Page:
Living with Aphasia
Chopping Down the Telephone Tree
After three recent telephone calls that were very frustrating, I had one of those “Wild: Out of the Blue Thoughts.” What if George Washington had chopped down his father’s telephone tree instead of his father’s cherry’ tree?
Telephone trees are those automated response systems that you get when you call many businesses or professional offices. You know the ones, where a very polite individual with either a very pleasant or super business-like voice says, “Please listen to the following options and select the most appropriate. If you want information about XYZ, press 1; if you want information about PQR, press 2; if you want information about ABC, press 3; and usually after what seems to be half an hour, if you want to speak to an operator, press 0. Even before my aphasia, I had problems with these telephone trees. Many times, I had difficulty in relating my problem to the options provided, so most of the time I would dutifully press 0. After my aphasia I have two new problems: 1) I can’t follow the options. I don’t understand what they are saying as they are saying them; and 2) by the time the list is finished, I can’t remember what number corresponded with what option. For awhile I tried writing down the options as they were listed. However, on many of these trees the speed at which the list was given was way too fast for me to follow and write down an intelligible note with corresponding number from the telephone pad. To get the list repeated, I couldn’t remember what number to push. I tried a plan that was suggested to me by a friend who said he had discovered a way around these telephone trees. He said he always punches in 0 repeatedly, as soon as the list starts and continues to press 0 until a real live person speaks on the other end of the phone. Before all of you start following this plan, the telephone companies are smart enough to know what people are doing, so they have recommended businesses change-up their options on their trees, sometimes even removing 0 as a viable alternative altogether.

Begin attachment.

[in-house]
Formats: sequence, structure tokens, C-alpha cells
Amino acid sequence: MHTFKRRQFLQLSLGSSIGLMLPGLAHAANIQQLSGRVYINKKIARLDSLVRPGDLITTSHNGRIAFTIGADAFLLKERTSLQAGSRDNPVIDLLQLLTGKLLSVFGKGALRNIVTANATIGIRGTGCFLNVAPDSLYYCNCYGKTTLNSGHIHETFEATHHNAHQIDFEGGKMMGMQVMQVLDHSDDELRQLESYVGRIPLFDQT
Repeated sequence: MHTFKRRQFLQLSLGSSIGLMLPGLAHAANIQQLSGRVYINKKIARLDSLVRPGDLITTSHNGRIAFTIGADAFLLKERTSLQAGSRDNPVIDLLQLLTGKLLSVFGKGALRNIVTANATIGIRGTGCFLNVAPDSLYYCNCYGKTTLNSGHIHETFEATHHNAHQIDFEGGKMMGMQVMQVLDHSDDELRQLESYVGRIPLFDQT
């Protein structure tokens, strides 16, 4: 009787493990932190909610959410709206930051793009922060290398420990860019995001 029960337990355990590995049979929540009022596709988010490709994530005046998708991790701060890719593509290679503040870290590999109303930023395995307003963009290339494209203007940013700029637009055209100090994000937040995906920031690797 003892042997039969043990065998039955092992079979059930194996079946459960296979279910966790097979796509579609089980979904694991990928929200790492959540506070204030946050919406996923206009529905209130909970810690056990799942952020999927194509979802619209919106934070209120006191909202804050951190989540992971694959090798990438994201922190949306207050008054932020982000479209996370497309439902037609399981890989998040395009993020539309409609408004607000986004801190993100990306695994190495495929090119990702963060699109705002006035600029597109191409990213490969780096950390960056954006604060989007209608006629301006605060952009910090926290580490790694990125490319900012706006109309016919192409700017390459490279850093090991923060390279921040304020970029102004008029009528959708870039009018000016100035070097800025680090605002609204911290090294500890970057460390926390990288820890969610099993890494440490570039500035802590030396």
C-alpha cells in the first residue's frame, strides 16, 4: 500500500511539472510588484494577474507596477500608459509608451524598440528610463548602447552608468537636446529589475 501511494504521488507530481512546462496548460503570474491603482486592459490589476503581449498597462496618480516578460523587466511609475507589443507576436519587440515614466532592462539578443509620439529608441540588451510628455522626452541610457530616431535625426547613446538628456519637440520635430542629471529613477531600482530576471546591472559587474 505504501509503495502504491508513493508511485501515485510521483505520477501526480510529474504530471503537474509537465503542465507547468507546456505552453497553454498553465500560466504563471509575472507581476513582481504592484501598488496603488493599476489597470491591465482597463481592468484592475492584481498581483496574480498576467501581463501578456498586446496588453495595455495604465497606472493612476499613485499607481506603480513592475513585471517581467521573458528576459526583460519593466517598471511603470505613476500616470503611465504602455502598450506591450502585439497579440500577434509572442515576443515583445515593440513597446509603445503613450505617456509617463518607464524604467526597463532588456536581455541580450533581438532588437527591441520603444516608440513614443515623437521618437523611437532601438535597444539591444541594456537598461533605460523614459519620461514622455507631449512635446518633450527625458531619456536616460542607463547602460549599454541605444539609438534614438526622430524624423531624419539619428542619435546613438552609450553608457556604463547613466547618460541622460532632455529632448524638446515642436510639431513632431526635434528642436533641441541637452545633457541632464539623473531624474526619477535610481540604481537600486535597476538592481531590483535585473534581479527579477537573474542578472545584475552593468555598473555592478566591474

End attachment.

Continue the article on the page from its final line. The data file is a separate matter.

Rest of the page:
Before everyone accuses me of hating all telephone trees, I will admit that there have been several times during my 40 years as an academic administrator that I have implemented them in offices that I was supervising. In each of these cases it was to ease the workload of an overworked receptionist who would have had to divert her attention from the steady stream of live students that had come into the office for service. Who do you want to offend the most, the student standing right in front of you or the individual on the phone that you can’t see and who can’t see you? The purpose of the tree was to direct calls to an appropriate person to handle the question, or in off-hour times when the office was closed, to get the customers to the appropriate answering machine or voice mail so that their question could be answered quickly the next time the office was opened. When we set up those phone trees, we tried to make them very simple and short with no more than 3 options, not like some of the ones that I have encountered recently. On one call last week, there were 8 options, not counting the option of talking to an operator which was option 7. If you pushed 0 on that tree, the list of options started all over again. “AHA, Tricky, we got you!”
I am convinced that some of these telephone trees would not pass muster with the Americans with Disabilities Act. Where’s George when you need him?